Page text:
One of the key reasons people wait so long to file for bankruptcy in Los Angeles is that they worry their credit will never be the same.
Los Angeles Chapter 7 Bankruptcy Lawyer Vincent Howard of HOWARD LAW knows that while it's true your credit will take a hit in the immediate aftermath, it is not something that is impossible to overcome - if you're smart about how you rebuild your finances.
The best way to put it into perspective though is to understand that while you may face certain challenges, they are more often than not more favorable to the alternatives if you had not filed.
So for example, if you file for bankruptcy, it is true that you will probably have to pay higher interests rates than before. You will also probably be targeted by shady lenders who may feel that your desperation could make you an easy target.
But consider the alternative: You have snowballing bills that you have no hope of paying, and debt collectors incessantly breathing down your neck.
Neither is great, but the former is certainly more manageable.
True, getting back on your feet will take time. A Chapter 7 bankruptcy will clear from your credit report in 10 years. In the meantime, though, there are steps you can take to accelerate your rating.
1. Set up a budget for yourself. Be realistic. Figure out how much you earn each month - after taxes - and establish some priorities. You know you're going to have to pay your rent or mortgage, buy groceries and cover your commute costs. You also will likely need to figure out how much you can save. Ideally, you'll acquire about six-months worth of monthly expenses in savings, just to keep yourself comfortable in case of an emergency. This might mean you won't have much left over for entertainment for a while, but it's critical to ensuring your financial security.
2. Use cash. This is actually a practical and psychological benefit. It's practical because if you've just undergone a bankruptcy, you aren't likely to have a great deal of access to credit cards for a while. It's a psychological benefit, however, because if you use cash to cover your expenses, you're actually less likely to spend when you can see those dollars physically leaving your hands.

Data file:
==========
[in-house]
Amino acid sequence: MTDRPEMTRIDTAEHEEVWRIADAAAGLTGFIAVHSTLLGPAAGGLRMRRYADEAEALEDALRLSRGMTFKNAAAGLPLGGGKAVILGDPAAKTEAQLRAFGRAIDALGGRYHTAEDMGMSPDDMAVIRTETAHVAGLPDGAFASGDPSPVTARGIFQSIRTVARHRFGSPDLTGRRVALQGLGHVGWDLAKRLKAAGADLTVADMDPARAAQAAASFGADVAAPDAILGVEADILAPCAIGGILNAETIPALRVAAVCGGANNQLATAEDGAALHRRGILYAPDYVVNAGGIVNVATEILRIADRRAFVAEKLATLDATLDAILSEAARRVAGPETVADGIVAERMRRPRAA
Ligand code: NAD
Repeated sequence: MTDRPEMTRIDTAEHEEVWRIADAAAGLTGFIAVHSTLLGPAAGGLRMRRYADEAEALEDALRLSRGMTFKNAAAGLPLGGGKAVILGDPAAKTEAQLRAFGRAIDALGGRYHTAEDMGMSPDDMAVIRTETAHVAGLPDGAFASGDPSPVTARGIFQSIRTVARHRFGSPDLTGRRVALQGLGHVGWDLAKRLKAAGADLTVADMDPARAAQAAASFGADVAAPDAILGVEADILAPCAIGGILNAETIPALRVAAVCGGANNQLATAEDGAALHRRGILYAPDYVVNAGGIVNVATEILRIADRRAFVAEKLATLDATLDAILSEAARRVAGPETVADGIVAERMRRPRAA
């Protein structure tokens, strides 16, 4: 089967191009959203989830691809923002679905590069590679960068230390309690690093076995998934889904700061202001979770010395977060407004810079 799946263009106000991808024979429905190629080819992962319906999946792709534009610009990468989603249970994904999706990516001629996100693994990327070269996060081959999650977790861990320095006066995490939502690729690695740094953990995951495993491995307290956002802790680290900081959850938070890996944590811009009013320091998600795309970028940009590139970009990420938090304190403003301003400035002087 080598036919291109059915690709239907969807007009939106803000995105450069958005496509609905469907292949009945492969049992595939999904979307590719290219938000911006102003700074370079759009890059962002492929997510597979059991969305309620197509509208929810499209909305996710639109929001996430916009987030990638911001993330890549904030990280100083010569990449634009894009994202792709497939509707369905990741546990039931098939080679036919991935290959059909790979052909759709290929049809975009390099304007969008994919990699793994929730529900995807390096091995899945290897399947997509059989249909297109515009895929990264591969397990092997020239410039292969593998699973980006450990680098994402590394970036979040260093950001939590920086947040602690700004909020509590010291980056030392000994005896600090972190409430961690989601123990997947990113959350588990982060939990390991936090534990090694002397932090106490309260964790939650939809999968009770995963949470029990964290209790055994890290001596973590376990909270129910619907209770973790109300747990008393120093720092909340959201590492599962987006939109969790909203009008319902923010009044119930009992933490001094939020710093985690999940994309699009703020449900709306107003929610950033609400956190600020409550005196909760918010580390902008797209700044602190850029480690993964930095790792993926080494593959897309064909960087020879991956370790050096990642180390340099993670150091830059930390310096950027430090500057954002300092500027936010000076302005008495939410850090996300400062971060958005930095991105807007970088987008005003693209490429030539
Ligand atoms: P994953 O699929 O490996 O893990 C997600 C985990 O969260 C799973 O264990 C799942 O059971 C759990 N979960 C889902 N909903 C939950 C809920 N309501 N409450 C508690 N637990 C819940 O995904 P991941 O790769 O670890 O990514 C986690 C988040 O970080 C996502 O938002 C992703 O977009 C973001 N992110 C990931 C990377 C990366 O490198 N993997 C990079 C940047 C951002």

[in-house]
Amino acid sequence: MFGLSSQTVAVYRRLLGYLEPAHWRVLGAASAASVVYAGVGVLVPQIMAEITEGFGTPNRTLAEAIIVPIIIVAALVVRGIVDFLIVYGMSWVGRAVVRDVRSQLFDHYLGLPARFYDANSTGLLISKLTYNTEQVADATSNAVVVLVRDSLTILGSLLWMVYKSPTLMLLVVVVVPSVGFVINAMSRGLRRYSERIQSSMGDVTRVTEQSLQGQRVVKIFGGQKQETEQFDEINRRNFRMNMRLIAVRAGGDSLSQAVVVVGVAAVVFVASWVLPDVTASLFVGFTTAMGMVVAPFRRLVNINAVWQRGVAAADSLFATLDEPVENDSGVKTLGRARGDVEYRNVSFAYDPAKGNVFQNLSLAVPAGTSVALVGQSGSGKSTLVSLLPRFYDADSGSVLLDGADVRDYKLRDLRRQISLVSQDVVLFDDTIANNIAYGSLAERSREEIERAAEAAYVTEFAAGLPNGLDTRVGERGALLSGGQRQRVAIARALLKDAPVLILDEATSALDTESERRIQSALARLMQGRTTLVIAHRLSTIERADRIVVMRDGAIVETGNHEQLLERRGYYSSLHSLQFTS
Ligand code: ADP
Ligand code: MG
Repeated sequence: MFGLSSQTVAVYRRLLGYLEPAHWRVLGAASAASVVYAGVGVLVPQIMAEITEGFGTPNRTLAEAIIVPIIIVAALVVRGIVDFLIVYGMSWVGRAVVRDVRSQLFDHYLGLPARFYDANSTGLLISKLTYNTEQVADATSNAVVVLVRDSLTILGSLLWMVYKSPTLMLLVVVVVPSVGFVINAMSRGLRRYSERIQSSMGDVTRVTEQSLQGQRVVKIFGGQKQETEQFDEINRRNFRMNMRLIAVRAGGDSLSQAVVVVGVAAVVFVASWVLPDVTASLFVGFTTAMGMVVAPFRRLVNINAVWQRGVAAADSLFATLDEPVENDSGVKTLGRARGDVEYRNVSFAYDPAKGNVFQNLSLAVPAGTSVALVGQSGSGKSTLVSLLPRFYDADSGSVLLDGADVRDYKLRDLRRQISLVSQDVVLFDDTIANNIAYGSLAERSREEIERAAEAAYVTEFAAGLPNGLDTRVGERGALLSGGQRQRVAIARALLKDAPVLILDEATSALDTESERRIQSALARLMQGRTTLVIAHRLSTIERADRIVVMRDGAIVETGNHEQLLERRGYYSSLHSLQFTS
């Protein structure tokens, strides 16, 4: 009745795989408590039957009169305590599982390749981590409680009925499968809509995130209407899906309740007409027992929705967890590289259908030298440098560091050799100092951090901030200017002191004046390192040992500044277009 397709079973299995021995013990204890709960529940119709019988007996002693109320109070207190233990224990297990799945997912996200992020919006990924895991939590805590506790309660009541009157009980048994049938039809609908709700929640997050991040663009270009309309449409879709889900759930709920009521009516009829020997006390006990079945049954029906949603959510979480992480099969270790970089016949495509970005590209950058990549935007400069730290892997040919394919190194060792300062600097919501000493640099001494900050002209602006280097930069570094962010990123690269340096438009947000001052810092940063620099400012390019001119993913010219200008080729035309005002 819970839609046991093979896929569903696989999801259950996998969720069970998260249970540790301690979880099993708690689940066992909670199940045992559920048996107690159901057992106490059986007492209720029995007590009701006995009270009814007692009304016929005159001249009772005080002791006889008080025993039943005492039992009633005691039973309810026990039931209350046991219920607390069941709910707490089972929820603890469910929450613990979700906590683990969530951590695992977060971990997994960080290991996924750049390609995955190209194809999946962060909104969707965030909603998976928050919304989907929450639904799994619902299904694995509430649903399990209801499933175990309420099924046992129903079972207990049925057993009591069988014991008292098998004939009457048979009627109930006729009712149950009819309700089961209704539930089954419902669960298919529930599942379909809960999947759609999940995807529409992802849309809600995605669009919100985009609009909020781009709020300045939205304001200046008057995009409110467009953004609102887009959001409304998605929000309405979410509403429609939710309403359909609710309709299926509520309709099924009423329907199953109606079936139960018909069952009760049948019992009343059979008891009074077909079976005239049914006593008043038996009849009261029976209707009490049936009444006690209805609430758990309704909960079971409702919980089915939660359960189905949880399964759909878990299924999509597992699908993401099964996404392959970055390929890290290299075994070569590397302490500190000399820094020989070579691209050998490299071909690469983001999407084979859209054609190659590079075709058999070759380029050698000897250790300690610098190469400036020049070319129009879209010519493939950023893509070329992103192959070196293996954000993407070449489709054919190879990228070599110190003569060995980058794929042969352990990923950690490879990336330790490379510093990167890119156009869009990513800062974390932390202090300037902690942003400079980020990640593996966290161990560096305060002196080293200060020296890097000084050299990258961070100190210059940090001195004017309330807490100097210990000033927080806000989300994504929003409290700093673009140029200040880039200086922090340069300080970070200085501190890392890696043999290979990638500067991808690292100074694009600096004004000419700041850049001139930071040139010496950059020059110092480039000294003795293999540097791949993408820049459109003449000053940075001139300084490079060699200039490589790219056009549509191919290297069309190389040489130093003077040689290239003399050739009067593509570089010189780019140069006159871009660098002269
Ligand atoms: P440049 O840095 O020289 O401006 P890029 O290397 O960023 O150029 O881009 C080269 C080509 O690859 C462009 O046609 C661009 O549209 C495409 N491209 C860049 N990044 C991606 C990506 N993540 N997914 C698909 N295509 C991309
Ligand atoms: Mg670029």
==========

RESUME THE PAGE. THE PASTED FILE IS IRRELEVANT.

3. Make sure you are paying all your bills on time. This includes even the small ones: Your cell phone bills, your electric company, your Internet bill. These are creditors, and any late payment risks the possibility of ending up back on your credit report - something you do not need right now. Plus, paying your bills on time will begin the process of rebuilding positive credit.
4. Keep an eye on your credit report. The whole reason you go through a bankruptcy is to wipe the slate clean. This makes it very important for you to ensure that what is on your credit report accurately reflects your outstanding debts and payments. Errors occur all the time, and you can't afford to have one negatively impact your purchasing power.
5. Get a credit card. We realize some people might think this is akin to insanity after a bankruptcy. But it is actually one of the smartest things you can do. It's hard to build up a better credit history if you don't have a credit card. The key here, of course, is to be smart about it. Recognize that you'll probably be paying a higher interest rate, so be very careful about how much you take out. Be sure that you can pay it off each month. One way to keep it in check is to only use it for one thing, like gasoline or groceries - something for which you have budgeted each month.
The bottom line here is that bankruptcy is not a dark hole into which you enter and never return. On the contrary, it is a process that allows you to come back stronger - and more financially stable.
Los Angeles Bankruptcy Attorney Vincent Howard at HOWARD LAW can help. You can reach us toll-free at 1-800-872-5925 or send us a message online.
How to bounce back after bankruptcy, Sept. 13, 2012, By Ray Martin, CBS News
More Blog Entries:
L.A. Consumer RIghts: How to Handle the Debt Collectors, Aug. 20, 2012, Los Angeles Chapter 7 Bankruptcy Lawyer Blog